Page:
Gordon Ramsay’s New Cookbook ‘Ramsay in 10’ Began as a ‘Social Media Project’
The Scottish-born restaurateur and reality star says this collection of recipes began as a social media “project” that transformed into a kitchen companion busy cooks will appreciate.
Ramsay’s new cookbook started out as a ‘social media project’
The year 2020 found chef Gordon Ramsay hunkered down with his family in Cornwall, England, he told the Associated Press, frequently posting videos on YouTube of himself creating breakneck-fast recipes in minutes. The experiment inspired him, and soon a new cookbook was born.
“There’s so much fun to be had in cooking food that doesn’t need to take 60 or 70 minutes at a time,” he said. “Ramsay in 10 was a bit of a miracle because it’s the first time in 20 years anyone’s ever said to me, `Stop. Time out.’”
The Hell’s Kitchen star’s inspiration were the frontline workers working to serve those affected by the pandemic. “No passports. No flights. No schedule,” Ramsay said. “You’re not filming. If you told me that two years ago, I’d never have believed you. Every doctor and nurse was on their knees, and every hospital was bursting with anxiety and pressure. And so what I wanted to do was to take that pressure off.”
‘Ramsay in 10’ offers a dose of reality
While his new cookbook delivers “on both the taste and timing fronts,” Ramsay urges home cooks to be realistic. Everyone cooks at a distinct pace and a meal that will take one cook 10 minutes may take another a half hour.
“Speed in the kitchen is an individual thing,” he states in the cookbook’s introduction. “After years of training and experience, professional chefs like me can obviously cook faster and more confidently than most people at home.”
His point? Don’t get discouraged if a recipe he completed in 10 minutes takes you much longer, “especially if it’s the first time you have tackled it.” The chef also promises not to “come round with a stopwatch and start swearing at you if you go over by a minute or two!”
The chef’s 10-minute Sticky Toffee Pudding
Employing the help of his microwave (an incredible admission, considering how Ramsay derides the use of the appliance in restaurants), Ramsay’s quick toffee pudding (Watch Ramsay make it on his Ramsay in 10 YouTube channel) “is a beautiful, fast-track” version of the English dessert.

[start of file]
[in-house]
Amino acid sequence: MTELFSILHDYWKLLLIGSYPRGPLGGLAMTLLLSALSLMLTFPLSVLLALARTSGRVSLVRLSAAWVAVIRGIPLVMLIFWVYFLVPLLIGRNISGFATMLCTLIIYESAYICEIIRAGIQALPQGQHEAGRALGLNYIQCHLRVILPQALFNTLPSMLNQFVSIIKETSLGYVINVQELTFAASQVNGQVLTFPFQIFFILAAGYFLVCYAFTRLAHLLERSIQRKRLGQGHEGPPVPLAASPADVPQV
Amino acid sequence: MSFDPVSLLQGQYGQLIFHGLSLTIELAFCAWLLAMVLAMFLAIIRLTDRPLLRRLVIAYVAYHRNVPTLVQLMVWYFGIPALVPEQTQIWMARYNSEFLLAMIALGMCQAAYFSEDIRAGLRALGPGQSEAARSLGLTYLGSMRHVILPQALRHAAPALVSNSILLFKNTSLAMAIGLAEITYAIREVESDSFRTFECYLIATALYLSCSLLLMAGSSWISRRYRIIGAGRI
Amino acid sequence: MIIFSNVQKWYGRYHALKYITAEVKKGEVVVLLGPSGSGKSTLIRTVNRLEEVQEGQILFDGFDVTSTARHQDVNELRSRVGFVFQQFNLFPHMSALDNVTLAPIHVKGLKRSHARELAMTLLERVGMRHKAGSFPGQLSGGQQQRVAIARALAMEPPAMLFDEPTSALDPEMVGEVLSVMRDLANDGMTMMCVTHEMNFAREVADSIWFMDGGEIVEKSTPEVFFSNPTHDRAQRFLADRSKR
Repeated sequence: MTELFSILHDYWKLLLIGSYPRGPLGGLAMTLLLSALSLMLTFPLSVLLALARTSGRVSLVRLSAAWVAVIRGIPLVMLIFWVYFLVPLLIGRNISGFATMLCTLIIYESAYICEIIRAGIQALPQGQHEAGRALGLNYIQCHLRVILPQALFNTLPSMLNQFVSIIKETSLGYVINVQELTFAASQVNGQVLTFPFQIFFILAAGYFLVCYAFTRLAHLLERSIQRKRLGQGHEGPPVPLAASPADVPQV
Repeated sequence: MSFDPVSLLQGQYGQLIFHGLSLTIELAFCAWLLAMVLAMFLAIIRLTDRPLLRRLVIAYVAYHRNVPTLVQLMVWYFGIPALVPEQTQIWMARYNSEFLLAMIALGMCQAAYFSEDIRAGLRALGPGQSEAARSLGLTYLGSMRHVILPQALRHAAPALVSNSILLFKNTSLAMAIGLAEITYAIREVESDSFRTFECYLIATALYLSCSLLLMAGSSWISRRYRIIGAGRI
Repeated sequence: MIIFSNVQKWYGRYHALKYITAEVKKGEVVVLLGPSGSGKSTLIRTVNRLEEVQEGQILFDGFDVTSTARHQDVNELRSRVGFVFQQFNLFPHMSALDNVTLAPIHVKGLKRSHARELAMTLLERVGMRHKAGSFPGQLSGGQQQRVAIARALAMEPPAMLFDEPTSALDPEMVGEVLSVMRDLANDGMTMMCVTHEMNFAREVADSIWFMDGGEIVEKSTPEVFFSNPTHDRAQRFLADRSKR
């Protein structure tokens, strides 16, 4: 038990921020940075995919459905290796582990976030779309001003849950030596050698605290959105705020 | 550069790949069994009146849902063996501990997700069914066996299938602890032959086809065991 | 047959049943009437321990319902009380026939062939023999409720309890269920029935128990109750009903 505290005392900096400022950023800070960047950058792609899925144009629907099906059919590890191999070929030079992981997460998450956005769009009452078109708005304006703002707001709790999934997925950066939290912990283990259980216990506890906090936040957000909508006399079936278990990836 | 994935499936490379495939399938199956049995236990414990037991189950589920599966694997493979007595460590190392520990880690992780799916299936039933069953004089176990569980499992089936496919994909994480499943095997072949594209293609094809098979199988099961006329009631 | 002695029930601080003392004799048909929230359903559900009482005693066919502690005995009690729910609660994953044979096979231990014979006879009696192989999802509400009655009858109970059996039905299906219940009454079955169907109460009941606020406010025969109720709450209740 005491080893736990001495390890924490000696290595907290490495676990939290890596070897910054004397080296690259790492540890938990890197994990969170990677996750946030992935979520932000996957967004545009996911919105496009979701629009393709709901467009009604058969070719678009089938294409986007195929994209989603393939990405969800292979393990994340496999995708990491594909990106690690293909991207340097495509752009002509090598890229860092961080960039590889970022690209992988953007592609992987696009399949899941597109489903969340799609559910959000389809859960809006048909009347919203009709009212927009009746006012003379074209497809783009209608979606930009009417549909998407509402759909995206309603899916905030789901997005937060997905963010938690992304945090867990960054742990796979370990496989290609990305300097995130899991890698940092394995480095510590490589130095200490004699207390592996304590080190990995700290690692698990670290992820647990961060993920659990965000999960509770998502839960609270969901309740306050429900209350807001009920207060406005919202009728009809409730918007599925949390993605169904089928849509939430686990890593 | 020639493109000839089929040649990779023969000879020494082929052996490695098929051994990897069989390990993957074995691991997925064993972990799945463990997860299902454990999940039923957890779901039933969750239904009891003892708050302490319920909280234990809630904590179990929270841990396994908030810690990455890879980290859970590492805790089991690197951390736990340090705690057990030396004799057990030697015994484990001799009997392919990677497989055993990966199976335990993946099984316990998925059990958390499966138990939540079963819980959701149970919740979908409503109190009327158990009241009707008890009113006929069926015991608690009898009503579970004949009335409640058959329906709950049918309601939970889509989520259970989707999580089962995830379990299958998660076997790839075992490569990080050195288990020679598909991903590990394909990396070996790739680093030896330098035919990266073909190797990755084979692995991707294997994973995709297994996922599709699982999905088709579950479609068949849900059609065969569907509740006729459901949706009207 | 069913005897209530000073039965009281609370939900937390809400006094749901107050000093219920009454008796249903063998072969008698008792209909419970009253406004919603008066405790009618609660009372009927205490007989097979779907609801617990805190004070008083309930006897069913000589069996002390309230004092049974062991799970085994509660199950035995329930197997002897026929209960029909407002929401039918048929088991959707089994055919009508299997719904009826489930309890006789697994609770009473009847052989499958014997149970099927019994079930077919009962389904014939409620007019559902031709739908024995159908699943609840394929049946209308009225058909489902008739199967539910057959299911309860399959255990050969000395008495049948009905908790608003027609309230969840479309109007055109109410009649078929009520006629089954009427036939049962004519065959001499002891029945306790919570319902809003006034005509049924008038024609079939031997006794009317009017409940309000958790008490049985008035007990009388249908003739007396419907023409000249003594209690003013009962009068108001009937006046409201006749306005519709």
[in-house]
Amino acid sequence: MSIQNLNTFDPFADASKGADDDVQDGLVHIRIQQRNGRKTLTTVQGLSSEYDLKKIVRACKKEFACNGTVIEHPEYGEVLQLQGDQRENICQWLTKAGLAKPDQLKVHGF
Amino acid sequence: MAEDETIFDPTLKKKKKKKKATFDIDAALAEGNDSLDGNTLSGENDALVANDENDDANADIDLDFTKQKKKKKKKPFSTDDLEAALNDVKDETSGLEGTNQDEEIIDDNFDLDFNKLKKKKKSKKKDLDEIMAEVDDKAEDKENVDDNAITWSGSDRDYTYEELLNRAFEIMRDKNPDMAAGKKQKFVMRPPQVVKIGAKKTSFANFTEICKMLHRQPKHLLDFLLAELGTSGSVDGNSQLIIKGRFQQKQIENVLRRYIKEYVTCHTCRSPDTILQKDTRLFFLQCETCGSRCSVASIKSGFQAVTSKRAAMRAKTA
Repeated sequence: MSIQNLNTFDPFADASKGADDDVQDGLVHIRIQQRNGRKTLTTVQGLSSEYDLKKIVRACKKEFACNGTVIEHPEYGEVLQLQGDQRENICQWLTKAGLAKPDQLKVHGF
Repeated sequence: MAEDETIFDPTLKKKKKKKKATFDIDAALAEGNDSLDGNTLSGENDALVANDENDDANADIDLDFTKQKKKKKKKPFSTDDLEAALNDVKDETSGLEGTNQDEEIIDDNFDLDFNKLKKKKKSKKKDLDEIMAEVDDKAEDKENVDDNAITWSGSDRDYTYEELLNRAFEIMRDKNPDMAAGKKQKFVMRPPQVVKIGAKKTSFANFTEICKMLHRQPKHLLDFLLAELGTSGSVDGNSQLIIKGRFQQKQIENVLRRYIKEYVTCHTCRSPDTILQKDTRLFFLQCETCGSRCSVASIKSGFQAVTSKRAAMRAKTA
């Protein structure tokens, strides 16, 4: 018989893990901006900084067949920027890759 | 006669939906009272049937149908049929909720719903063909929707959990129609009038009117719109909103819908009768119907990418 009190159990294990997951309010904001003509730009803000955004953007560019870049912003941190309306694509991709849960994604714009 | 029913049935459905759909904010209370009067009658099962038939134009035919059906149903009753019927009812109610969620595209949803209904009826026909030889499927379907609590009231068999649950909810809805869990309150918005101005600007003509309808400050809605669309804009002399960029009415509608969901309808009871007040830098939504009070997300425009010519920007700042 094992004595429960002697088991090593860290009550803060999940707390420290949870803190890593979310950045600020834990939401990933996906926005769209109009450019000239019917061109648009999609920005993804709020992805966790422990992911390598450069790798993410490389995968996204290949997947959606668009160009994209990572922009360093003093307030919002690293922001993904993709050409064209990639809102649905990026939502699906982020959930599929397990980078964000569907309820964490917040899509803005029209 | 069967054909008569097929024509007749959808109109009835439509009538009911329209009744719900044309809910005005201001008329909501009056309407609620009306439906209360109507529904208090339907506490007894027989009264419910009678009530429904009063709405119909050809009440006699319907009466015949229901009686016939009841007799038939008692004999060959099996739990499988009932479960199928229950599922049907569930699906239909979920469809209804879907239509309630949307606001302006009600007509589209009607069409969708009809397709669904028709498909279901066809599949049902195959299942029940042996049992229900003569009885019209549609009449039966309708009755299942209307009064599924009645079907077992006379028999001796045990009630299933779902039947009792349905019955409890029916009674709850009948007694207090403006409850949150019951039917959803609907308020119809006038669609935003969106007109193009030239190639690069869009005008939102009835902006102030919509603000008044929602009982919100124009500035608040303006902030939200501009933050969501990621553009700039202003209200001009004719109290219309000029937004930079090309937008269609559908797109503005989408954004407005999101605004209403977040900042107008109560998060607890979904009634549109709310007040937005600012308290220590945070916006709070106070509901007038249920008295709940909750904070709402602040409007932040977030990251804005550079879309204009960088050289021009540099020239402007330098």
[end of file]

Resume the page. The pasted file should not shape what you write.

To get started, sliced dates are mixed with baking soda and a teaspoon of water (“that will start almost puréeing the dates”). The date mixture is placed in the microwave (or “Chef Mike,” as Ramsay calls it) for 30 seconds.
In the meantime, melted butter and brown sugar are “lightly beaten” to form a batter. Cream it “with the back of your spoon.” A tablespoon of syrup is added to the creamed sugar and beaten further. An egg is mixed in and “now you can start to see this batter sort of forming.” Don’t worry if the batter isn’t entirely smooth: “it should look a little granular, nothing wrong with that.” Keep whisking the batter until it’s even smoother.
The microwaved dates are whisked into the batter along with flour. Ramsay greases and lightly flours a medium-sized serving bowl. The batter is poured into the greased bowl (“this is where the magic starts”) and topped with a paper towel, then microwaved for four 30-second intervals. The “paper helps it steam and then halfway through, we’ll take the paper off.”
While the batter is in the microwave, Ramsay makes a “beautiful caramel sauce” with brown sugar, butter, double cream, and syrup in a small saucepot on the stove. The toffee cake is inverted onto a plate and cascaded with the caramel sauce.
The chef’s guarantee from the top of the video was realized: “This is a Ramsay classic, and I promise you, it’s done in 10 minutes.”
Gordon Ramsay’s ‘Ramsay in 10’ is available now wherever books are sold.
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